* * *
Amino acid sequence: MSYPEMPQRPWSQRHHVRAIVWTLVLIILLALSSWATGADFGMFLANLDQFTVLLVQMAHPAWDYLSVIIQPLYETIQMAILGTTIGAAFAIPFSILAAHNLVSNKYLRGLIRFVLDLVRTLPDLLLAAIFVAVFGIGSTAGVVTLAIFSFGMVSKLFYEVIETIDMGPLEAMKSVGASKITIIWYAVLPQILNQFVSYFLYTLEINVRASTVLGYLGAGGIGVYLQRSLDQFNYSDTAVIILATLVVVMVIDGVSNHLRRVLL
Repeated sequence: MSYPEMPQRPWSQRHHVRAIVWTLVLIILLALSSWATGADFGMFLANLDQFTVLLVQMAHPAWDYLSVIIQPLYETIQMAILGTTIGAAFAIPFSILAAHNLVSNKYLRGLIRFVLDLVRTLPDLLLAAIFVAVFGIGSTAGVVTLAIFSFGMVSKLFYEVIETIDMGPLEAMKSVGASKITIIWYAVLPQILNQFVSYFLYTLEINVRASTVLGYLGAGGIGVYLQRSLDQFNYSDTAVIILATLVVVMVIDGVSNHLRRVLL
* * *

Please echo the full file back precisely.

Amino acid sequence: MSYPEMPQRPWSQRHHVRAIVWTLVLIILLALSSWATGADFGMFLANLDQFTVLLVQMAHPAWDYLSVIIQPLYETIQMAILGTTIGAAFAIPFSILAAHNLVSNKYLRGLIRFVLDLVRTLPDLLLAAIFVAVFGIGSTAGVVTLAIFSFGMVSKLFYEVIETIDMGPLEAMKSVGASKITIIWYAVLPQILNQFVSYFLYTLEINVRASTVLGYLGAGGIGVYLQRSLDQFNYSDTAVIILATLVVVMVIDGVSNHLRRVLL
Repeated sequence: MSYPEMPQRPWSQRHHVRAIVWTLVLIILLALSSWATGADFGMFLANLDQFTVLLVQMAHPAWDYLSVIIQPLYETIQMAILGTTIGAAFAIPFSILAAHNLVSNKYLRGLIRFVLDLVRTLPDLLLAAIFVAVFGIGSTAGVVTLAIFSFGMVSKLFYEVIETIDMGPLEAMKSVGASKITIIWYAVLPQILNQFVSYFLYTLEINVRASTVLGYLGAGGIGVYLQRSLDQFNYSDTAVIILATLVVVMVIDGVSNHLRRVLL